New Employees on the Block

Heather and Aaron Pensive

Here at EJC we have been fortunate to get a lot of fresh talent to join the team. We have enjoyed getting to know them as we continue to pursue EJC’s mission promoting workplace justice. Considering how much we’ve enjoyed getting to know them, we thought you might too. Our two newest hires, Heather Kryzak and Aaron Goggans sat down and interviewed each other in hopes that they might share a little bit about themselves. We were unprepared for the nuanced and sophisticated conversation that followed. Suffice it to say, they delved into the depths of the human experience and what they discovered left us speechless.
Aaron: What were you doing before you started at EJC?

Heather: Before joining the EJC I was living and working in Ecuador, as the Country Director for Manna Project International. I was in charge of leading and mentoring a group of 10 volunteers, who were responsible for running education, health, and livelihoods programs out of our public-lending library and community center.

Aaron: What is your favorite part of working at EJC?

Heather: I really like being at the Workers’ Rights Clinics. I love the combination of helping the low-income workers who have been treated poorly by their employers and working with the volunteers who donate their time to help us with intakes. I also like that the EJC combines legal assistance with advocacy so we aren’t just helping individuals but also empowering them to make systemic changes which will in turn help others.

Aaron: What is something about yourself that might surprise people?

Heather: It seems to surprise people to hear me speak Spanish. I don’t exactly blend in with the Latino community, but after 3 years in Ecuador I have gained a pretty high level of fluency. When I respond to workers in Spanish at the clinic they always look surprised.

Aaron: What was your favorite album when you were 16?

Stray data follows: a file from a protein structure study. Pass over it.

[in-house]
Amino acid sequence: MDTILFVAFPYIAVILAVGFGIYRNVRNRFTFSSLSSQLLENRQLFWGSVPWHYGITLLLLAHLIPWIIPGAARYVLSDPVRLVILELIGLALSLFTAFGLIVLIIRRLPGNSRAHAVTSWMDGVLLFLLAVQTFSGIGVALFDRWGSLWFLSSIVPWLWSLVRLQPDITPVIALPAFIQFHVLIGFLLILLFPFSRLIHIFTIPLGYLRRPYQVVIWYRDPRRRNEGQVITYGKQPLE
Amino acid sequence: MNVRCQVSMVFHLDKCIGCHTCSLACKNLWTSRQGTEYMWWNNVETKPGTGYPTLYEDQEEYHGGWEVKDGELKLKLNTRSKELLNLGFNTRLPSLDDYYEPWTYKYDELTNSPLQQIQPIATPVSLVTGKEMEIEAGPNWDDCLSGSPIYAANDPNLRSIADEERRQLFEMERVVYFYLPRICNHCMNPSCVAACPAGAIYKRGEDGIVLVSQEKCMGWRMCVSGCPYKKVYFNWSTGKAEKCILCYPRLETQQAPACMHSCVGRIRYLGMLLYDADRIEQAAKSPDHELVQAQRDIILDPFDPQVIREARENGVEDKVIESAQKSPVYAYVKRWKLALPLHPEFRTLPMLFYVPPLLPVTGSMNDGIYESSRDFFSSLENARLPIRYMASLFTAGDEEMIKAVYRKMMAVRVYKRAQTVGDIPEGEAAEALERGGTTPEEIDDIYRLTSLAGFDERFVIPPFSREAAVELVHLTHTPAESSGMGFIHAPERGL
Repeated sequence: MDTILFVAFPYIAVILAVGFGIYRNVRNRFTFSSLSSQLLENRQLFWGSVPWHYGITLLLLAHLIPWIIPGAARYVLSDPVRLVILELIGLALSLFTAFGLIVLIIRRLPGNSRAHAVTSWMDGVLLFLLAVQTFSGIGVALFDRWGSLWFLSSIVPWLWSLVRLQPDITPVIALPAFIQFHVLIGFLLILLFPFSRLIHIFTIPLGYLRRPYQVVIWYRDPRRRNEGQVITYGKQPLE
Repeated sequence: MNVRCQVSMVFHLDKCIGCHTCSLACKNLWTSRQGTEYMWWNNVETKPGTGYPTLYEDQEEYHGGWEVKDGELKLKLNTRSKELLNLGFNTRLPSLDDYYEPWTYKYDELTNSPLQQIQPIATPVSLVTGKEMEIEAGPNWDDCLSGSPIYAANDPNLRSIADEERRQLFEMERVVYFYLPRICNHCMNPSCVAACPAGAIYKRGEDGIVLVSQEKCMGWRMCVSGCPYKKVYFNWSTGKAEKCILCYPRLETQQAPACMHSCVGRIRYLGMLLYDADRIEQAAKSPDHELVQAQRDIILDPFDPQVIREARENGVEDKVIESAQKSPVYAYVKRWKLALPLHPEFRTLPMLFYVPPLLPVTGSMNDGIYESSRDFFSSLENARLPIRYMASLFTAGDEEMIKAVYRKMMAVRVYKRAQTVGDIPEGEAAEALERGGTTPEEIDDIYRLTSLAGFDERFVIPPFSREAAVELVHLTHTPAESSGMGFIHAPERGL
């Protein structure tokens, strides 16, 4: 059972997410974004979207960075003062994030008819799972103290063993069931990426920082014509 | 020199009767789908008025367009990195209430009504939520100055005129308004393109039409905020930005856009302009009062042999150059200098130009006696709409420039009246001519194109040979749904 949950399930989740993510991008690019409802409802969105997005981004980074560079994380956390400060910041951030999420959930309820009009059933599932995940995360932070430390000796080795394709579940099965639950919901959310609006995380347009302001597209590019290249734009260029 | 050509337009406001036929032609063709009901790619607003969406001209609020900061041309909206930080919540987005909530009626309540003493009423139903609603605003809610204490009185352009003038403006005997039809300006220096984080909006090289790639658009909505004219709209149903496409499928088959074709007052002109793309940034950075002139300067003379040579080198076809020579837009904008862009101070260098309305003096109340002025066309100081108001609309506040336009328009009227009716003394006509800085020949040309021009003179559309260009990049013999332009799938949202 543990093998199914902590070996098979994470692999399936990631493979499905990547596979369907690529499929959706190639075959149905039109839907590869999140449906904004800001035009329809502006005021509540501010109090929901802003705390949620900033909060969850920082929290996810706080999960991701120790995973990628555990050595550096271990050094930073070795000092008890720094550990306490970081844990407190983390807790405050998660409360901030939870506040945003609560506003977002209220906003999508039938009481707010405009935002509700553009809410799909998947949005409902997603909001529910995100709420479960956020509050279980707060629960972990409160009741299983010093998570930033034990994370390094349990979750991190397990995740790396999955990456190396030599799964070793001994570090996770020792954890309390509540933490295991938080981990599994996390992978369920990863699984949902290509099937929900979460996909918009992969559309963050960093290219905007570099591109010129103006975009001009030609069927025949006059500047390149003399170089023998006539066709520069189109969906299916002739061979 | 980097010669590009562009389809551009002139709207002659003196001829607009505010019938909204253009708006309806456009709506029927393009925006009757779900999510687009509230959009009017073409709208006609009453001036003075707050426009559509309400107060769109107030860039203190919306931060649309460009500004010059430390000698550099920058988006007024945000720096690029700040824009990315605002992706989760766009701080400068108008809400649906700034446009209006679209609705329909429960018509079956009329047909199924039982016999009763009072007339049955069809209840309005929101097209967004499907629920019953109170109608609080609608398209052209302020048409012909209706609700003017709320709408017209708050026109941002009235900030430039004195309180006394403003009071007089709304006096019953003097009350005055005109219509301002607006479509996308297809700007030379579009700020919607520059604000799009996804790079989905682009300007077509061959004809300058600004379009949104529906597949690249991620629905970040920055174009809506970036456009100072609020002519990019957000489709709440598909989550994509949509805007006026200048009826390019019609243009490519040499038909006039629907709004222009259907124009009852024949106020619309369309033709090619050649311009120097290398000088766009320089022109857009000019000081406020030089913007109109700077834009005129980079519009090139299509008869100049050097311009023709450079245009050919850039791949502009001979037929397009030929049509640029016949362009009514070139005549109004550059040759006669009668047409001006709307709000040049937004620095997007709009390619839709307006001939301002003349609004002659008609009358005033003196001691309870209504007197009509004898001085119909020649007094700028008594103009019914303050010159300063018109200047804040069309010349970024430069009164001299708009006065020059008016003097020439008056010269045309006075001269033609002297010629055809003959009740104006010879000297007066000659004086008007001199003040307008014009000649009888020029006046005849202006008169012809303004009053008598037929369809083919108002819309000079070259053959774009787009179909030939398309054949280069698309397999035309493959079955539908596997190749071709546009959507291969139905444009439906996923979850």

Heather: This is a little embarrassing and I would like to state that my music tastes have definitely evolved over the years, but I was a huge Eminem fan in high school.

Aaron: Pretend a minister from a small, absolute monarchy in Europe came to you and said you are the heir to the throne. Upon your coronation, what would be your first act as Grand Duchess?

Heather: Increase the minimum wage! Paid vacation and sick days for all! I like to think that I would be a merciful dictator.

Aaron: What did you study in college?

Heather: International Relations and Spanish.

Heather: What made you apply to work for the EJC?

Aaron: I was working at the Coalition for Nonprofit Housing and Economic Development (CNHED) part time and was deciding between finding part time jobs that would allow me to pursue my art and a full time job that would allow me to move off my sisters’ couch. Yet, after my organizing work with the CNHED’s Housing For All Campaign ended I realized that I really need to be advocating for social justice for me to be happy. I decided to apply!

Heather: What’s the most exciting thing that you have gotten to see or do since you started working here?

Aaron: I’m a bit of policy and procedure nerd so I really like the wonky drama of legislative meetings. If Shonda Rhimes made a DC city council procedural I would watch it religiously. So I was really excited by the marathon final legislative meeting.

Heather: If money were not a factor (you didn’t have to work to survive) what would you do with the rest of your life?

Aaron: I would spend half my time organizing co-operatives and intentional spaces and the rest of my time writing and making art.

Heather: What is the #1 country you would like to visit but haven’t yet?

Aaron: I’d like to visit Egypt. I read The Alchemist when I was 14 and have always half believed that my destiny would be revealed to me on the steps of the Pyramids.

Heather: Who is your celebrity crush and why?

Aaron: Dr. Melissa Harris Perry at Tulane University and MSNBC. She has every quality I look for in a wife: gorgeous, intellectual, radical politics, a lyrical writer and makes enough money that I could stay at home and take care of the kids. What more could you ask for?

Heather: If you could change one thing about DC as a city what would it be?

Aaron: I wish long term residents weren’t being displaced by rising rents, enabled systematic disinvestment and prospecting. Eventually I will not be able to afford to live here anymore but the larger concern for me that I will no longer want to live here once DC loses its soul and its history. A city with no soul, no sense of its history is just shadows and dust: inauthentic and devoid of permanence.

Heather: How many times have you been locked in the EJC bathroom?

Aaron: No comment.